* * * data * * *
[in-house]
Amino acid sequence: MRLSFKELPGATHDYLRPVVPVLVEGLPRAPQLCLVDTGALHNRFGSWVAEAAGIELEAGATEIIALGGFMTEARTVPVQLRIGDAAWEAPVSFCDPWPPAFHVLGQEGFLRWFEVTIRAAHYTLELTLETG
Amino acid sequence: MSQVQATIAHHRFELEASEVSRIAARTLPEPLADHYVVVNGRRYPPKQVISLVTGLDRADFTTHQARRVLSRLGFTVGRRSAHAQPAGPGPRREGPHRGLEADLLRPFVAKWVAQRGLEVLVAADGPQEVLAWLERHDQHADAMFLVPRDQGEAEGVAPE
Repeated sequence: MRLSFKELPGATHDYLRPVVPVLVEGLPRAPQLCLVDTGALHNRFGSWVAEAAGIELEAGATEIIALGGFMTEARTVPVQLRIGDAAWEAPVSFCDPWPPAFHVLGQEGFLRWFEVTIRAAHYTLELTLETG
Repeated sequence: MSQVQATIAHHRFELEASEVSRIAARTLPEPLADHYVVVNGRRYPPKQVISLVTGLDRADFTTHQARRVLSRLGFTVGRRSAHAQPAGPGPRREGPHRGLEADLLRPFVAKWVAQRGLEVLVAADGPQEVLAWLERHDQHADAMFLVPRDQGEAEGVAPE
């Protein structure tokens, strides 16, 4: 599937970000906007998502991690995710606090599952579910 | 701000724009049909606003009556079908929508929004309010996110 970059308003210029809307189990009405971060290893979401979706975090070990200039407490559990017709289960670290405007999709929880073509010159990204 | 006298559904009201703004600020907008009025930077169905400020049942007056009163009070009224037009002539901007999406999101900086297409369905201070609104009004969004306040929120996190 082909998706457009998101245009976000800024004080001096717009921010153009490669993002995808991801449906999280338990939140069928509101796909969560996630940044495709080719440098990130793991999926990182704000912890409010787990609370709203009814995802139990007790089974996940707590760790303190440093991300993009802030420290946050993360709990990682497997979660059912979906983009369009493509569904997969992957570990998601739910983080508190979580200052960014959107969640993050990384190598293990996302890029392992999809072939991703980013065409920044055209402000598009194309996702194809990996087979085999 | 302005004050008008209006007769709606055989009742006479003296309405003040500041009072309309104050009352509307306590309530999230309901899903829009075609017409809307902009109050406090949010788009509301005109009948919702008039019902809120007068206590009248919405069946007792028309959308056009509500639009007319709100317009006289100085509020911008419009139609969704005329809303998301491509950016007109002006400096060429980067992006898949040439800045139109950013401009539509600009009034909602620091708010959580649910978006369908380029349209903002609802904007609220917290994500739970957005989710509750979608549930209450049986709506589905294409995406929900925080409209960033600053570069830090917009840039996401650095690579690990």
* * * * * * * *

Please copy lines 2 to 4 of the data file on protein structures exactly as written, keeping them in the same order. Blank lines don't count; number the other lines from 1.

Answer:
Amino acid sequence: MRLSFKELPGATHDYLRPVVPVLVEGLPRAPQLCLVDTGALHNRFGSWVAEAAGIELEAGATEIIALGGFMTEARTVPVQLRIGDAAWEAPVSFCDPWPPAFHVLGQEGFLRWFEVTIRAAHYTLELTLETG
Amino acid sequence: MSQVQATIAHHRFELEASEVSRIAARTLPEPLADHYVVVNGRRYPPKQVISLVTGLDRADFTTHQARRVLSRLGFTVGRRSAHAQPAGPGPRREGPHRGLEADLLRPFVAKWVAQRGLEVLVAADGPQEVLAWLERHDQHADAMFLVPRDQGEAEGVAPE
Repeated sequence: MRLSFKELPGATHDYLRPVVPVLVEGLPRAPQLCLVDTGALHNRFGSWVAEAAGIELEAGATEIIALGGFMTEARTVPVQLRIGDAAWEAPVSFCDPWPPAFHVLGQEGFLRWFEVTIRAAHYTLELTLETG